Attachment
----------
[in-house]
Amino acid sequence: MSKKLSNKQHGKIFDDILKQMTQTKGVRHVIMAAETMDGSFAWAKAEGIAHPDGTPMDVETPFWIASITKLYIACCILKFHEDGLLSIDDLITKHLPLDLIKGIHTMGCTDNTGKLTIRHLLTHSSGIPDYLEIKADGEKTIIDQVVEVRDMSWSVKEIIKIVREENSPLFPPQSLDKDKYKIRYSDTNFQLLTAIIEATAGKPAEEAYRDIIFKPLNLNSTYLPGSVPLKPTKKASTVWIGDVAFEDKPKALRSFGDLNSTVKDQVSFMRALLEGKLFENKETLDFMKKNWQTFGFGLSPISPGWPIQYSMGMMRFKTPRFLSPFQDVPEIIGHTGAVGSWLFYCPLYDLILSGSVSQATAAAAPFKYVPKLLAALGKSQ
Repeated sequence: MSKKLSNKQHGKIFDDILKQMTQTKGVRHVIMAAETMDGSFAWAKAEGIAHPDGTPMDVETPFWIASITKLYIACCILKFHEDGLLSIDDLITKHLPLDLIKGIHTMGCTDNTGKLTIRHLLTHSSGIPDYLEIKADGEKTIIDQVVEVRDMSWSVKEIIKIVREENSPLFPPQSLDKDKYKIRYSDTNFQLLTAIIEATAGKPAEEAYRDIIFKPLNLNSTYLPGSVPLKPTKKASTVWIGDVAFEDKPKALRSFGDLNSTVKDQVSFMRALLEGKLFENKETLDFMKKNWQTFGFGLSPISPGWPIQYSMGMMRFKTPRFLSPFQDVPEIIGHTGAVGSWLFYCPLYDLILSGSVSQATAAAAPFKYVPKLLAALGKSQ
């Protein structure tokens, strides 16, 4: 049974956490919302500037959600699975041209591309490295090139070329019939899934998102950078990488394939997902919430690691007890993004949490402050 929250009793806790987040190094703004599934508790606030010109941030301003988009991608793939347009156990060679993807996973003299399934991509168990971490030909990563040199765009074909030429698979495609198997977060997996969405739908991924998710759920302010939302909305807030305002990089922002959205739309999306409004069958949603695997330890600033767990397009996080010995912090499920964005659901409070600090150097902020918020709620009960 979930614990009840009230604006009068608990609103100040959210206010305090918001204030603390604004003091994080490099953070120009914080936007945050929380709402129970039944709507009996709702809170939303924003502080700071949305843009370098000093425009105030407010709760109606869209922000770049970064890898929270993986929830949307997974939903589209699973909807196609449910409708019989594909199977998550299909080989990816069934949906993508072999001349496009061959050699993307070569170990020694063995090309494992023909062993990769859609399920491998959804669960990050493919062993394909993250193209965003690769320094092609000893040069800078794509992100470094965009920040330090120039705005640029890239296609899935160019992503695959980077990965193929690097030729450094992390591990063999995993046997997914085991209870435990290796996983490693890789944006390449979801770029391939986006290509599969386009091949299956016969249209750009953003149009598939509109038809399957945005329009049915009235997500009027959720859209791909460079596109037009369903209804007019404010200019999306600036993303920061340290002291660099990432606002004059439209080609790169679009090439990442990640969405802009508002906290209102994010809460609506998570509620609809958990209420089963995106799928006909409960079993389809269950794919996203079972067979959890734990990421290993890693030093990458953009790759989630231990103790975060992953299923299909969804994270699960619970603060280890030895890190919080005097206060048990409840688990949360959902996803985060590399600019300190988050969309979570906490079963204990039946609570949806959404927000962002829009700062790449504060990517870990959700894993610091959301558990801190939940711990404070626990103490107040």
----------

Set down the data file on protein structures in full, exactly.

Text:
[in-house]
Amino acid sequence: MSKKLSNKQHGKIFDDILKQMTQTKGVRHVIMAAETMDGSFAWAKAEGIAHPDGTPMDVETPFWIASITKLYIACCILKFHEDGLLSIDDLITKHLPLDLIKGIHTMGCTDNTGKLTIRHLLTHSSGIPDYLEIKADGEKTIIDQVVEVRDMSWSVKEIIKIVREENSPLFPPQSLDKDKYKIRYSDTNFQLLTAIIEATAGKPAEEAYRDIIFKPLNLNSTYLPGSVPLKPTKKASTVWIGDVAFEDKPKALRSFGDLNSTVKDQVSFMRALLEGKLFENKETLDFMKKNWQTFGFGLSPISPGWPIQYSMGMMRFKTPRFLSPFQDVPEIIGHTGAVGSWLFYCPLYDLILSGSVSQATAAAAPFKYVPKLLAALGKSQ
Repeated sequence: MSKKLSNKQHGKIFDDILKQMTQTKGVRHVIMAAETMDGSFAWAKAEGIAHPDGTPMDVETPFWIASITKLYIACCILKFHEDGLLSIDDLITKHLPLDLIKGIHTMGCTDNTGKLTIRHLLTHSSGIPDYLEIKADGEKTIIDQVVEVRDMSWSVKEIIKIVREENSPLFPPQSLDKDKYKIRYSDTNFQLLTAIIEATAGKPAEEAYRDIIFKPLNLNSTYLPGSVPLKPTKKASTVWIGDVAFEDKPKALRSFGDLNSTVKDQVSFMRALLEGKLFENKETLDFMKKNWQTFGFGLSPISPGWPIQYSMGMMRFKTPRFLSPFQDVPEIIGHTGAVGSWLFYCPLYDLILSGSVSQATAAAAPFKYVPKLLAALGKSQ
């Protein structure tokens, strides 16, 4: 049974956490919302500037959600699975041209591309490295090139070329019939899934998102950078990488394939997902919430690691007890993004949490402050 929250009793806790987040190094703004599934508790606030010109941030301003988009991608793939347009156990060679993807996973003299399934991509168990971490030909990563040199765009074909030429698979495609198997977060997996969405739908991924998710759920302010939302909305807030305002990089922002959205739309999306409004069958949603695997330890600033767990397009996080010995912090499920964005659901409070600090150097902020918020709620009960 979930614990009840009230604006009068608990609103100040959210206010305090918001204030603390604004003091994080490099953070120009914080936007945050929380709402129970039944709507009996709702809170939303924003502080700071949305843009370098000093425009105030407010709760109606869209922000770049970064890898929270993986929830949307997974939903589209699973909807196609449910409708019989594909199977998550299909080989990816069934949906993508072999001349496009061959050699993307070569170990020694063995090309494992023909062993990769859609399920491998959804669960990050493919062993394909993250193209965003690769320094092609000893040069800078794509992100470094965009920040330090120039705005640029890239296609899935160019992503695959980077990965193929690097030729450094992390591990063999995993046997997914085991209870435990290796996983490693890789944006390449979801770029391939986006290509599969386009091949299956016969249209750009953003149009598939509109038809399957945005329009049915009235997500009027959720859209791909460079596109037009369903209804007019404010200019999306600036993303920061340290002291660099990432606002004059439209080609790169679009090439990442990640969405802009508002906290209102994010809460609506998570509620609809958990209420089963995106799928006909409960079993389809269950794919996203079972067979959890734990990421290993890693030093990458953009790759989630231990103790975060992953299923299909969804994270699960619970603060280890030895890190919080005097206060048990409840688990949360959902996803985060590399600019300190988050969309979570906490079963204990039946609570949806959404927000962002829009700062790449504060990517870990959700894993610091959301558990801190939940711990404070626990103490107040």